unfold into the horizon and beyond:
into the suburbs where they're building
apartments, and a boy of 16 atop a stack
of red bricks contemplates the machines' movement.
The sky in the boy's hour is an enormous
hollow screw the breeze plays with. And the boy
plays with ideas. With ideas and with frozen scenes.
Inertia is a heavy transparent mist
emerging from his eyes.
Trust me: it isn't love that's drawing near
but beauty with its store of dead dawns.

Wednesday, July 10, 2013

having a coke with you - frank o'hara

Having a Coke with You
by Frank O’Hara

is even more fun than going to San Sebastian, Irún, Hendaye, Biarritz,
or being sick to my stomach on the Travesera de Gracia in Barcelona
partly because in your orange shirt you look like a better happier
     St. Sebastian
partly because of my love for you, partly because of your love for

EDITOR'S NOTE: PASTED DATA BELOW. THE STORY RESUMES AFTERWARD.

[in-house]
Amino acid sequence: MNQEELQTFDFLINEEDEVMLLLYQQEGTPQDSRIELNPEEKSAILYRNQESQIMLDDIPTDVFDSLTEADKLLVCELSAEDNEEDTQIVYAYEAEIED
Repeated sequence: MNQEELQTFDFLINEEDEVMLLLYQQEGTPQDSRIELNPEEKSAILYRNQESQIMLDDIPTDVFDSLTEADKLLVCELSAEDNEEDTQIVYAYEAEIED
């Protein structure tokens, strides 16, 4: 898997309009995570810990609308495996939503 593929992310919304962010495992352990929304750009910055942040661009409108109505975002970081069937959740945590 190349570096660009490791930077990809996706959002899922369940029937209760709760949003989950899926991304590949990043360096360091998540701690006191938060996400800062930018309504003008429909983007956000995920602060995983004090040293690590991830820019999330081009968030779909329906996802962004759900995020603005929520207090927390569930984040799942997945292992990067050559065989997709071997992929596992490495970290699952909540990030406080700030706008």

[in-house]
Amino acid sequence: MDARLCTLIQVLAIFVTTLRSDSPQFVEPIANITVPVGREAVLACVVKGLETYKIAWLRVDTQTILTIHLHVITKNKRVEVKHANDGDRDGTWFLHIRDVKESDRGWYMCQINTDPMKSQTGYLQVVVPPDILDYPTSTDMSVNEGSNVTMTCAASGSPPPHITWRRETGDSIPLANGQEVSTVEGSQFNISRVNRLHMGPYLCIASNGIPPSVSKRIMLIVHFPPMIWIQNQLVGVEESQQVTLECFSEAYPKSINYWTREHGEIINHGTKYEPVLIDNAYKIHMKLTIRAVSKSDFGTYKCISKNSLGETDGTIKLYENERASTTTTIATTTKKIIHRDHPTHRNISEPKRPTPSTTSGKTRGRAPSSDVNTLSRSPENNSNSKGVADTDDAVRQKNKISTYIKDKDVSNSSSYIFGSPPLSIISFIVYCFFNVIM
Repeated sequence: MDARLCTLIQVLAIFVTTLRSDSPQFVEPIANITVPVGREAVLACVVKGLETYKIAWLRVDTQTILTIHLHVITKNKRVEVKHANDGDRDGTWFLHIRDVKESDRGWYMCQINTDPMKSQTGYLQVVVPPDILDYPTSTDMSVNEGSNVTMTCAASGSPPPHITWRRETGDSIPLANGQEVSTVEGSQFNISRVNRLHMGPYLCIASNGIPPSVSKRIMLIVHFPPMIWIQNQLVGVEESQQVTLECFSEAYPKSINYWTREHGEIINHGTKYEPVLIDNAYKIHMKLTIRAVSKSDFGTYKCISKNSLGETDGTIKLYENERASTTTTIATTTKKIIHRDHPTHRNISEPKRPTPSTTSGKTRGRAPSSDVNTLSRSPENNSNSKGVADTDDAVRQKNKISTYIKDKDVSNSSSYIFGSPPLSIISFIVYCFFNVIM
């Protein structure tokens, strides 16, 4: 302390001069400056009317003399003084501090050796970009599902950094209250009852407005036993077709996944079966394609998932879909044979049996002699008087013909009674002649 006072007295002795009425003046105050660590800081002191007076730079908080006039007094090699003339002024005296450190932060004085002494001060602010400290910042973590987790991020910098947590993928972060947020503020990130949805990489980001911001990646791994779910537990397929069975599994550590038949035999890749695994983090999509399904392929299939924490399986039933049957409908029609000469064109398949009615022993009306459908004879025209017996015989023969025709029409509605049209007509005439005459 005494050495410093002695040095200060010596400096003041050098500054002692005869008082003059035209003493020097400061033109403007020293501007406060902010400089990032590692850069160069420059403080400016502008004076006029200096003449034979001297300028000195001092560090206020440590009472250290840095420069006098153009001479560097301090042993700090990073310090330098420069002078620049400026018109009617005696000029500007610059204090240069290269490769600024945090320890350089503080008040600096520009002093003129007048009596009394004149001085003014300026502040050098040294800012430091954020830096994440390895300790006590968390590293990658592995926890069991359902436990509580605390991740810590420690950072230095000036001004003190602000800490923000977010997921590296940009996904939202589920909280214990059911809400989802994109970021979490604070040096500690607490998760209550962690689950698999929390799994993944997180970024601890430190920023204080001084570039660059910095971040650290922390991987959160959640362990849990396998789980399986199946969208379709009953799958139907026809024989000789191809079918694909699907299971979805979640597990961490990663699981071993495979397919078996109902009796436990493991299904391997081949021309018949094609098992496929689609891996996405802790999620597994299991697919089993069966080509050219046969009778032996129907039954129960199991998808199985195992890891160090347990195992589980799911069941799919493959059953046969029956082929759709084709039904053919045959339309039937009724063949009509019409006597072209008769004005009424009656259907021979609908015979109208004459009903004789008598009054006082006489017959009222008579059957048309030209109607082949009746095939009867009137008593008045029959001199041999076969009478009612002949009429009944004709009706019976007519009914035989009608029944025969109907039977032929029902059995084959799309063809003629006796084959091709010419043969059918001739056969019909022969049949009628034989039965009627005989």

partly because of the fluorescent orange tulips around the birches
partly because of the secrecy our smiles take on before people and
it is hard to believe when I’m with you that there can be anything
     as still
as solemn as unpleasantly definitive as statuary when right in front
     of it
in the warm New York 4 o’clock light we are drifting back and forth
between each other like a tree breathing through its spectacles

and the portrait show seems to have no faces in it at all, just paint
you suddenly wonder why in the world anyone ever did them

I look
at you and I would rather look at you than all the portraits in
     the world
except possibly for the Polish Rider occasionally and anyway it’s